Breaking down the barriers Committees in Annapolis, Kings gathering input, assessing facilities
KIRK STARRATT ANNAPOLIS VALLEY REGISTER Kirk.firstname.lastname@example.org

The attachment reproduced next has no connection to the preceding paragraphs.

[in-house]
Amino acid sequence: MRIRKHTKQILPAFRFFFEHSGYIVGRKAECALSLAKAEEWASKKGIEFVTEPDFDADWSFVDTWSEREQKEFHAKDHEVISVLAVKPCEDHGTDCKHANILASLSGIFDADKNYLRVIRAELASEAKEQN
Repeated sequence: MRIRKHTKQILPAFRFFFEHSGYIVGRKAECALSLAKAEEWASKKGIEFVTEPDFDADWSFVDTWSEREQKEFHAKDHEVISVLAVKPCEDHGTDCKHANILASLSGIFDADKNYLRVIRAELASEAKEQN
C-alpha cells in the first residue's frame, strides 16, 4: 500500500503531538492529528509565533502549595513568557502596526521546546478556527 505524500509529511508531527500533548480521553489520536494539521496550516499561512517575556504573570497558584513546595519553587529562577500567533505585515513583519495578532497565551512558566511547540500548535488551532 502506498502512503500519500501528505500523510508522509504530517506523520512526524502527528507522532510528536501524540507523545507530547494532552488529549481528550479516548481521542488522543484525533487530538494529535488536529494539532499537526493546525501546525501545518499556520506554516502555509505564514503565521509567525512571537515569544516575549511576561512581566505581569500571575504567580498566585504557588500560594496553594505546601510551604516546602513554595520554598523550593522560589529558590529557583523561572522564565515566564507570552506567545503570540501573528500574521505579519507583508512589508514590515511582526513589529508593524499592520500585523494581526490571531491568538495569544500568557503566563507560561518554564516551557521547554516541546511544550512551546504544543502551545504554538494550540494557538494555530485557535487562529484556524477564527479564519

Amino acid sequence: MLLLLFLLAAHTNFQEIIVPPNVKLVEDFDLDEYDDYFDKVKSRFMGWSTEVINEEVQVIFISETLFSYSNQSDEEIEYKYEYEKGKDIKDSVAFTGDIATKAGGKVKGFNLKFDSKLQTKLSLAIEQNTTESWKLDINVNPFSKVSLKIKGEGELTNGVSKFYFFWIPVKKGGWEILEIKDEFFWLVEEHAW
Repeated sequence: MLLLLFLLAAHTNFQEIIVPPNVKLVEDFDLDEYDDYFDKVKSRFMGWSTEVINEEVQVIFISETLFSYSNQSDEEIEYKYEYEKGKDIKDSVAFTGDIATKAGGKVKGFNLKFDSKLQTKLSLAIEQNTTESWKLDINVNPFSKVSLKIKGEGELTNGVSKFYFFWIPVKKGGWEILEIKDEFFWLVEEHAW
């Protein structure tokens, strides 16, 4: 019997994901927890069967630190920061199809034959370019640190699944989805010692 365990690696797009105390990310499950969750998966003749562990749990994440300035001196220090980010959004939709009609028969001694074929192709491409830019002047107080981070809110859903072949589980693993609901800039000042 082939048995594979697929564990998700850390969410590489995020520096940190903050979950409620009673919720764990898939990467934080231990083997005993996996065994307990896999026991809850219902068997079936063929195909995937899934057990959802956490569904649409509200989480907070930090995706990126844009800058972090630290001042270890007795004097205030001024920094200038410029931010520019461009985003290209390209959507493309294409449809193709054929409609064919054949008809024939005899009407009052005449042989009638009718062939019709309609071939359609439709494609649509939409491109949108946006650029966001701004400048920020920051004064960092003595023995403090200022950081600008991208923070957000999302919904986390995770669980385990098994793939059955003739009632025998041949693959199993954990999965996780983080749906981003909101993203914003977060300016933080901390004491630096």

For society to be truly inclusive, everyone has to be considered, says the chairman of a committee advising Annapolis County on accessibility planning. Annapolis County Accessibility Advisory Committee chairman John Smith, who uses a wheelchair, said an attitudinal shift in society where people want to make changes to improve accessibility is, in some ways, “half the battle.” Smith said accessibility for all, on every level, helps build community and increase engagement and involvement in all facets of society. He said perhaps the greatest challenge he encounters is parking. It’s important to educate people they shouldn’t be parking in spots designated for those with mobility issues unless they need to. “Many times, you can see that parking spaces are taken by individuals who maybe didn’t need the parking space, or are using a sign that doesn’t really belong to them,” Smith said. He said education is important so that people understand why a counter would have to be so low for him to be able to access services, for example. The advisory committee provides advice to Annapolis County council on identifying, preventing and eliminating barriers to people with disabilities in municipal programs, services, initiatives and facilities. “We have a dedicated committee of volunteers who are hoping to make the County of Annapolis as barrier-free as possible through our recommendations to council,” Smith said. He began refining his skills, taking the adult ballet class and learning from many of the company’s other dancers, including his daughter. “This is my first year truly dancing,” Ward said. “While I always respected the ability of the dancers, I just so much more appreciate it right now.” Ward said he has always been a competitive athlete, participating in marathons, ironman triathlons and other sports. However, he has never had to work so hard physically as he has in preparation for his dancing role. He said other parents involved with Cadance have stepped up to take adult ballet classes and become dancers, sharing The Nutcracker experience with their children. “We’ve all been inspired by the kids, and it really is a privilege to be a part of this cast,” Ward said. Aries started taking lessons with Cadance Academy eight or nine years ago. She said she loves the performance aspect of dance and appreciates that Cadance isn’t a competitive school. She said it’s like being part of a large family. It can be challenging to put everything together, but once everything falls into place, they can go on stage and perform their roles seamlessly without overthinking it. AN EVOLVING PRODUCTION Aries has been teaching and assisting other dancers for about four years. In addition to her performing roles, she will do some of the choreography in this production. She said putting the fight scene together has been a lot of fun. Aries has been mixing some of the already established choreography with some new moves. Jess said it would be worth attending the show just to see the MacDonalds dancing together. Jess said it is always thinking of ways to improve the show, making it as professional as possible. It has been staging the production since 2006, keeping elements of the choreography that the company loves while adding new elements. As the production evolves, it remains fresh and unique, even for those who may have attended the show for years. Jess said they have had people worldwide who have seen many different versions of The Nutcracker tell them the Cadance production is their favourite. She believes this is because of the love and passion demonstrated by the performers. “We have little, tiny kids up to grandparents. They’re all dancing together, and it’s just so heartwarming.” WELL WORTH THE EFFORT Jess said there’s a tremendous amount of work that goes into preparing for the production. However, seeing it come alive on stage reminds her why they do it. There are other productions of The Nutcracker that won’t be going ahead this year due to the pandemic. Jess said they’ve put the necessary COVID-19 protocols in place to ensure safe production. What makes this year’s production so special to her is that there is perhaps no better time for it. “Yes, we are considered non-essential, but for our wellbeing and that sense of community, we need this,” Jess said. She said Cadance’s production of The Nutcracker is special because it has so many people contributing to its success, and everyone works so well together. The assistance provided by volunteers, donors, sponsors, the technical crew and theatre staff plays a big role in making the production a success. Over the years, Cadance has become aware of the controversy surrounding cultural dances included in The Nutcracker such as the Arabian, Spanish, Russian and Chinese. Jess said Cadance Academy aims to eliminate any possibility of stereotyping with regard to varying cultures. This year, it decided to rename and rework some of the pieces to ensure the performers, crew and audience members continue to feel respected and included and are comfortable with all aspects of the show.